Anyone who reads this and wants to jump in on the fun (I’ve gotten praise from many corners for the entertainment factor of my social media posts), follow me on Twitter or Instagram (WhiskeyBen)! I’ve got a diverse background, a cynical sense of humor, and a loud mouth. Twitter would be a [slightly] less interesting place without me.
And if you have even the slightest interest in staying updated on current events in social media, communications, or marketing, make sure to follow our course instructor on Twitter, @KFreberg. Tell her WhiskeyBen sent you!
This is it, kids. Tonight the entire state of Kentucky (and most of the rest of the basketball-watching nation) will be watching the next chapter of one of the most legendary college sports rivalries. It’s the Louisville Cardinals and the Kentucky Wildcats squaring off in Indianapolis at 9:45pm. You can watch the game on CBS from your living room, or do what I’m doing and grab a few people and head out to your favorite watering hole! Bardstown Road is sure to be jumping, so follow me on Twitter and Instagram to catch the fun!
The month of March is always an exciting time to live in central Kentucky. This morning I was driving to campus amidst a multitude of cars sporting UK and U of L window flags, license plates / plate frames, and the ever-present “UK / U of L: House Divided” flags. I was one of the last people to get to class (I’m blaming traffic), and walked into a classroom almost completely populated with students who were almost entirely sporting red and blue t-shirts.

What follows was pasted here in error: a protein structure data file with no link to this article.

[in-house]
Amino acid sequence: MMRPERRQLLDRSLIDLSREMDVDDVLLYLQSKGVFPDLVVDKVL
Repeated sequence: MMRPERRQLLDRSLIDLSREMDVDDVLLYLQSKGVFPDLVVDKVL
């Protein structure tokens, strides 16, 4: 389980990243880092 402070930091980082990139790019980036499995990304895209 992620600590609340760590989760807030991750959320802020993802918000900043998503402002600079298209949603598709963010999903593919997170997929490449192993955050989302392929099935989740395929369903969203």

The NY Times put out a pretty spot-on review of this interstate beef which has existed for decades: A fierce rivalry divides a Kentucky united by basketball. (Sidenote #1: even as a Kentucky native and basketball fan I thought that Richie Farmer’s jail extension was a little ridiculous. Sidenote #2: The article mentions a restaurant which is dying its spaghetti red in preparation for the big game. That restaurant is Skyline Chili, and I stopped there today and got a 3-way for lunch. And it was fantastic.)
This Sweet Sixteen Bluegrass matchup is giving other local and historic Kentucky businesses the chance to make their preferences known. Here’s a great picture of Churchill Downs getting in on the action last night, when they put up red and blue lights in the historic Twin Spires! Everybody’s getting into the spirit!
Louisville fans are looking ahead this month, hoping for a repeat of history: Louisville wins the 2013 NCAA Championship (SbNation)
And here’s a reminder of how UK celebrated their Final Four win over U of L in 2012 (sorry, I couldn’t resist): UK students riot after UK beats U of L in 2012 Final Four (Huffington Post)
And lastly, this one is a release put out to the UK student body by the college administration in anticipation of tonight’s game: UK officials to students: don’t get too rowdy this time (Kentucky.com via the Lexington Herald Leader)
And lastly, a message from the U of L Housing Administration to its own student body: “….. Don’t be that guy.”
Enjoy the game, and GO CARDS!
This morning our Social Media Class hosted a guest speaker from Montreal. Melissa Agnes is the president of the Crisis Intelligence firm Agnes + Day, and spoke to us for an hour via Skype.